It didn’t take long to realize this day was certainly going to be different. My friend only made a couple casts before connecting with a very healthy 16 inch redside. Encouraged, I searched my side of the big eddy and soon connected with a very nice fish on a Deveaux style dry. It was only the beginning. Before our afternoon session was complete, we had landed 12 fish between us and had several drive-by misses and refusals. The fish had eaten dry flies, emergers, and soft hackles. By far, our best day ever in that spot on that river.
Well, a few days later we had one of those warm wet fronts move in. It was mid-week so I was certain If I arrived early, I could hit my spot and the weather would be ideal for the afternoon hatches. As expected, I arrived at the parking area in a steady drizzle. I was able wader up and headed up the trail without another fisherman in sight. As soon as I arrived at the spot, a steady rain began to fall, so I hunkered down and planned to wait it out. The rain did ease up and everything was working as I had planned, except there were no fish rising in the pool. I waited patiently for a hatch to begin, and I waited longer. Finally, I spotted a feeding fish, but the hatch just never materialized. Several other guys eventually came by and saw that someone had beaten them to the well known spot. I did finally connect with what appeared to be a very strong fish. Playing the fish carefully with my size 18 fly and 5x tippet, the fish made several strong runs in the heavy current. But, to my chagrin, when the fish was finally close at hand, I discovered he had been foul hooked and the fly pulled loose.
Despite my well planned approach to the day, things just didn’t come close to the last time in the spot. The Metolius had apparently returned to its normal behavior. Every now and then you can have one of those days you’ll long remember. But, it was a different day, and it was certainly a different outcome. But, I’ll be back, those fish are still there and maybe next time they’ll be looking up.
September 7th, 2020
The Lionshead Fire is growing rapidly and has forced the closure of all the campgrounds along the Metolius River. Now is not a good time to fish or access the river.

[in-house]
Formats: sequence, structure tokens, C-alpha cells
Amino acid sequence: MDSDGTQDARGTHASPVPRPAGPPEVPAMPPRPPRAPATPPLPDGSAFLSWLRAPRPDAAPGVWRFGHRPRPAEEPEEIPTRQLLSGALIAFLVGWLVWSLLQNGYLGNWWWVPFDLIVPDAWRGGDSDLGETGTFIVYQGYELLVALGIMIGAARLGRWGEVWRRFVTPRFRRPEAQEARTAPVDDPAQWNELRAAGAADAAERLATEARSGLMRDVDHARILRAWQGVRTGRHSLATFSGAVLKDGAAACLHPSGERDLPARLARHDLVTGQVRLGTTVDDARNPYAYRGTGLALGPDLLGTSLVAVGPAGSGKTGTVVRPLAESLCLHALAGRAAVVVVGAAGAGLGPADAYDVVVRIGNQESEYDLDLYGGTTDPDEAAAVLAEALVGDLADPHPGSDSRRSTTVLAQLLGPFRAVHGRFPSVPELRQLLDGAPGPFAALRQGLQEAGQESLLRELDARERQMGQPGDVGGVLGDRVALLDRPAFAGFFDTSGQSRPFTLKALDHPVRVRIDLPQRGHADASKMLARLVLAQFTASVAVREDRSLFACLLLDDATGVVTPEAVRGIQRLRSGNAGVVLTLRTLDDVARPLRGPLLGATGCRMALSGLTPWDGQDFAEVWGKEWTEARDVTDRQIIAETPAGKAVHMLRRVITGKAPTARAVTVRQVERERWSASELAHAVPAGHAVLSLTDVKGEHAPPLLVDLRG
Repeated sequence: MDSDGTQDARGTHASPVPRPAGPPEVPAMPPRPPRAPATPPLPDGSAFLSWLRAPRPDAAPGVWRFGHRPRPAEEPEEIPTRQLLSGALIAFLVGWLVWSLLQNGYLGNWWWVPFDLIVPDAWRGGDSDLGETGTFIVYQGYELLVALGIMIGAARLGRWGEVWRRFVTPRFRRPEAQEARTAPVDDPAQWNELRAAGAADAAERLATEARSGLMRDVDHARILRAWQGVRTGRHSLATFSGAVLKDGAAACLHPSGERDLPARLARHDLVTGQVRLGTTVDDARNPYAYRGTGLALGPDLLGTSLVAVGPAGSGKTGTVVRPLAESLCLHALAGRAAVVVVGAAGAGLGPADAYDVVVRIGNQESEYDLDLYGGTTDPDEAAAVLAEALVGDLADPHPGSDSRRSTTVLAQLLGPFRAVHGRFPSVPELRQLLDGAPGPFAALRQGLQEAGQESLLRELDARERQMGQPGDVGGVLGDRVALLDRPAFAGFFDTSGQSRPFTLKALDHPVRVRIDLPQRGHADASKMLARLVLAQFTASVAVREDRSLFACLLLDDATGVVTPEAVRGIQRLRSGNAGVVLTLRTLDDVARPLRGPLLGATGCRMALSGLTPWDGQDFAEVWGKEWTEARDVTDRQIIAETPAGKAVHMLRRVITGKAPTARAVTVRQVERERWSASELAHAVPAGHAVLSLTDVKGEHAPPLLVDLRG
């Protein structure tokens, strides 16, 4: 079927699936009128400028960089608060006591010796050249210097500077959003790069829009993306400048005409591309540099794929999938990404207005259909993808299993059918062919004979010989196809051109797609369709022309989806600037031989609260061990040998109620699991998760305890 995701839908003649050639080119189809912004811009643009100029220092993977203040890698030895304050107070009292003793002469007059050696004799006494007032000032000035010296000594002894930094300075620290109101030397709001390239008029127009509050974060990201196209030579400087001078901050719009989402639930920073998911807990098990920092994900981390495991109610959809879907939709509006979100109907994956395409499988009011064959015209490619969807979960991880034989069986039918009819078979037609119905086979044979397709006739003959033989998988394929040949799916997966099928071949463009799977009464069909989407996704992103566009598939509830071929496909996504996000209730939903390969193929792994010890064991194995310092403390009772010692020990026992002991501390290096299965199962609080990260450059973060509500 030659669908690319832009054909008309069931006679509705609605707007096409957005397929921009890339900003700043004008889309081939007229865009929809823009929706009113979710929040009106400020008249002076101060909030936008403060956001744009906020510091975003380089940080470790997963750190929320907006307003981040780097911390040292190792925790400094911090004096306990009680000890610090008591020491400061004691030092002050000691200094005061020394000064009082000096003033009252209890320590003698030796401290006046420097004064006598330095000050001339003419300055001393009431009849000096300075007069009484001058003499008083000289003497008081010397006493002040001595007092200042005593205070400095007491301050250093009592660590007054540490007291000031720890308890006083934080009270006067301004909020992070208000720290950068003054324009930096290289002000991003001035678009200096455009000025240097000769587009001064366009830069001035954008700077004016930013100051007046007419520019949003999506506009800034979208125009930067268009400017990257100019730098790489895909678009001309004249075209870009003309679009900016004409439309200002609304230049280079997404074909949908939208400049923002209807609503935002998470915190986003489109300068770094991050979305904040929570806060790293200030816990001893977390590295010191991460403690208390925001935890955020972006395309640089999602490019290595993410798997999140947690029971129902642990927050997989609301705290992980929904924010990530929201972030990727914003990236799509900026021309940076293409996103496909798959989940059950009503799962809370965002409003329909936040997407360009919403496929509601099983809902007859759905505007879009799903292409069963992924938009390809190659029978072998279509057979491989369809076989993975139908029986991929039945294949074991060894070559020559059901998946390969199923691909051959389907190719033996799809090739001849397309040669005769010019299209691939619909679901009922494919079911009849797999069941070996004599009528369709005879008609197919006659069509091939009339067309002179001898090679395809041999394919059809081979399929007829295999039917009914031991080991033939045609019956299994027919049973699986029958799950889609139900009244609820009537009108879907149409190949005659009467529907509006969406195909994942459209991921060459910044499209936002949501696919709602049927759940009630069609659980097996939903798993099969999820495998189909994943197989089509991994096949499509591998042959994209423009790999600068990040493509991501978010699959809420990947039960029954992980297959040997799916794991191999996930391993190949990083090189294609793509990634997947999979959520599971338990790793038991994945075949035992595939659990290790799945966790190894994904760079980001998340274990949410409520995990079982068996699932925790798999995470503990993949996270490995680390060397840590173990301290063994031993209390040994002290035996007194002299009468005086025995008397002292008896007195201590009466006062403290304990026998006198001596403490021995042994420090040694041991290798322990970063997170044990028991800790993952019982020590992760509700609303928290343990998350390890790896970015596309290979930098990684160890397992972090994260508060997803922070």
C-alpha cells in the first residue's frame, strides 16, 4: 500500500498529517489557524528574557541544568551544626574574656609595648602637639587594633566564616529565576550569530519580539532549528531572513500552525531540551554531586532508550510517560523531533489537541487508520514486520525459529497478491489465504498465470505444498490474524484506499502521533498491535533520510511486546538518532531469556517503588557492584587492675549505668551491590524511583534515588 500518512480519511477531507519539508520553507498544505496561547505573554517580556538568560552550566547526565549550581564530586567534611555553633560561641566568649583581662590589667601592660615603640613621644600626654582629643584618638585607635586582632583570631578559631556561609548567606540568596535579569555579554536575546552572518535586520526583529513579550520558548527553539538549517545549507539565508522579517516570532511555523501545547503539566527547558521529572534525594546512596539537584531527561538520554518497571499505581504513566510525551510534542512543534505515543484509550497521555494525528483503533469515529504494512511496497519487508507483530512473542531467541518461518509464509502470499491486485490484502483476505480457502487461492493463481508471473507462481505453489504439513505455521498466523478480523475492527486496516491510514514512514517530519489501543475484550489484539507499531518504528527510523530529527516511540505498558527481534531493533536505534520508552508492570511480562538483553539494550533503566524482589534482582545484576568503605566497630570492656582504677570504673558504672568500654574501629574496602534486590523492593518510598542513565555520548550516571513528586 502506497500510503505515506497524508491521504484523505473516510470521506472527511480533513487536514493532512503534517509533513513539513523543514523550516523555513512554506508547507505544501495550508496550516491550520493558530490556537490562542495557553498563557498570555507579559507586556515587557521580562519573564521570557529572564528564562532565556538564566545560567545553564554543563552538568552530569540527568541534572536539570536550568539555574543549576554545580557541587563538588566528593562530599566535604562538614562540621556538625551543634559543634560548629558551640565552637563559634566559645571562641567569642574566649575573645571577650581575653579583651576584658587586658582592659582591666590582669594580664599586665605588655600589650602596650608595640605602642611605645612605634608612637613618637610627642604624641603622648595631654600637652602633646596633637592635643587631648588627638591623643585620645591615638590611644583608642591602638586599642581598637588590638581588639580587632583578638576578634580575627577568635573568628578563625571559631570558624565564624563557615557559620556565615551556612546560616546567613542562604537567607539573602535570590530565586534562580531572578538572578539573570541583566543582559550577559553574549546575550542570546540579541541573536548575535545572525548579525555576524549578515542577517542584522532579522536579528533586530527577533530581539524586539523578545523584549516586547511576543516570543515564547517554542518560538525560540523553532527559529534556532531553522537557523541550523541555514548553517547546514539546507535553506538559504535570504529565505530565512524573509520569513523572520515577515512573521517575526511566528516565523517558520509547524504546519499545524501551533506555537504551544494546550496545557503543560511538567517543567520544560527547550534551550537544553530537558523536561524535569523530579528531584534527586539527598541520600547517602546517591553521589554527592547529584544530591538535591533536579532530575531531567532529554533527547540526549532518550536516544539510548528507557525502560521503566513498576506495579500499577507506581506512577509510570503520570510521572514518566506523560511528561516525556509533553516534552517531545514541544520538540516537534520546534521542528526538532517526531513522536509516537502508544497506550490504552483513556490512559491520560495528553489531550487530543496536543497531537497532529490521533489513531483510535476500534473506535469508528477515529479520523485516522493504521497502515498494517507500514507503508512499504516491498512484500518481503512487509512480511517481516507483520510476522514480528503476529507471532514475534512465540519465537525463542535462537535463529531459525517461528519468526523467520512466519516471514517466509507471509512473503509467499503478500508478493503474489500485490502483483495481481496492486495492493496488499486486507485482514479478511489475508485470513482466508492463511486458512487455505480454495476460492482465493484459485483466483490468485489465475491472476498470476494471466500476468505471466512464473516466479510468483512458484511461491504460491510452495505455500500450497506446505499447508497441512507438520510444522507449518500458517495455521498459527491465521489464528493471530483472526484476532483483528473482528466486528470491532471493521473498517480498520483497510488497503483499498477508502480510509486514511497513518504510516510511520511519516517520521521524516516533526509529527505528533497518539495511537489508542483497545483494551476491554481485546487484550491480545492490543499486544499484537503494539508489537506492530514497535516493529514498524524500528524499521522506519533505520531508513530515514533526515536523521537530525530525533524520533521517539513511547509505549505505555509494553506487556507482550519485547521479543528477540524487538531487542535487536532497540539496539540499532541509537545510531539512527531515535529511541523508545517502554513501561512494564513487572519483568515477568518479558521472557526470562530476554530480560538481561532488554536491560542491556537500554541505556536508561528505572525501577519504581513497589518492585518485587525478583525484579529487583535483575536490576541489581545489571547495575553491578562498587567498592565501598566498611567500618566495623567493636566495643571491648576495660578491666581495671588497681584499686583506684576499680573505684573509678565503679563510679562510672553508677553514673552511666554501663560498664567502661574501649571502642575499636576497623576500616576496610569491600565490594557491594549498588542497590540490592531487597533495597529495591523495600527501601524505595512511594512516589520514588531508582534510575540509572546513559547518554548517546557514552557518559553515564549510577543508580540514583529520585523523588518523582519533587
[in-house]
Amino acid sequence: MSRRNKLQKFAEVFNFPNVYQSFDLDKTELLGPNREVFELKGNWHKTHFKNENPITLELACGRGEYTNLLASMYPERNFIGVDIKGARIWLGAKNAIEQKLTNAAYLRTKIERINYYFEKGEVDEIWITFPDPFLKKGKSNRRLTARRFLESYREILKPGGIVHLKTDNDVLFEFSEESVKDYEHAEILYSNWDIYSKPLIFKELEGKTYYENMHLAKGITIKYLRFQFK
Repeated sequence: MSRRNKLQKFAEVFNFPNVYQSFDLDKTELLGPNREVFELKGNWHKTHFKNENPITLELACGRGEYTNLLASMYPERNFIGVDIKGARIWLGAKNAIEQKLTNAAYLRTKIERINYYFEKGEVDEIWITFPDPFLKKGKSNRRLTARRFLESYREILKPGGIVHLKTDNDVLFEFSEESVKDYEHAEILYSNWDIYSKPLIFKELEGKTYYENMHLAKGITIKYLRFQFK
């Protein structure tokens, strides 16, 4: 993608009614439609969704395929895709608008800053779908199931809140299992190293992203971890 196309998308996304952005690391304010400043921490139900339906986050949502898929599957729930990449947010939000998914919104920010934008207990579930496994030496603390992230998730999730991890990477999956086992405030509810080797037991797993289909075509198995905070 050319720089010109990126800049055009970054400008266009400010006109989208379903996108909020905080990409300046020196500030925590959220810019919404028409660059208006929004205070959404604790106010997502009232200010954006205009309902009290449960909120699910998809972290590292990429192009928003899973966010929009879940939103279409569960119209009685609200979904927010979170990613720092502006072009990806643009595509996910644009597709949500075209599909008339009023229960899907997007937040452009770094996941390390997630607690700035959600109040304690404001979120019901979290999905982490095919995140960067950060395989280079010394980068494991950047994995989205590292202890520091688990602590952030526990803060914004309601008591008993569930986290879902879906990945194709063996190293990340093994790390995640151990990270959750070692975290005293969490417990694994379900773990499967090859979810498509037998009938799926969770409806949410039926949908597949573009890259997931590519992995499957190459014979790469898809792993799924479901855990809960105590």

September 2nd, 2020
September is a great time to try your hand on the Metolius. With a myriad of hatches brought upon by the coming Fall, now is a good time to put some time in out there. Of course, you will have quite a few other anglers, as well as hikers and campers around, but the chance of finding rising fish for much of the day exists. Hatches include the end of the Golden Stone hatches on the upper river, the unique Willow Fly ( a large bodied short-wing stone) found on the middle and lower river, hoppers in the canyon, Little Olive Stones in size 16 or 18, Caddis, and an assortment of mayflies from Drakes to PMD's. Bring all your flies because they won't do you any good at home or the car. It will be pretty hot there this week but with the lower sun angle now the fishing can still be pretty good even midday.
Nymphing is good for the native rainbows and whitefish especially before the hatches and streamer fishing for the migrating bulls can be good if you pick the right spots. Kokanee will start showing up in about 3 weeks and the streamer fishing can be outstanding after that.
August 13th, 2020
Evenings are best on the Metolius right now. Quite a few different things are on the menu with some caddis, assorted mayfly hatches and evening mayfly spinner falls. Just like most rivers in Central Oregon, the hatches are fairly sparse and trout feeding activity light in the heat of the day. However, as shade starts to form when the sun dips to the west over the pines, bugs start to make an appearance and the trout notice. It's a great place to be when the feeding activity concentrates in just a few hours each evening. Some flies to bring to the Metolius in the next 2 weeks include: Purple Haze #16-18, Quigley's Film Critic #16-18, Clark's Stone #10, Tan Sparkle Pupa #18, Rusty Spinner #16-18, and X2 Caddis #16. A small fly box with these flies, your favorite 4 or 5wt, some 5x and a good attitude are what you need for a great Central Oregon night out on the Metolius.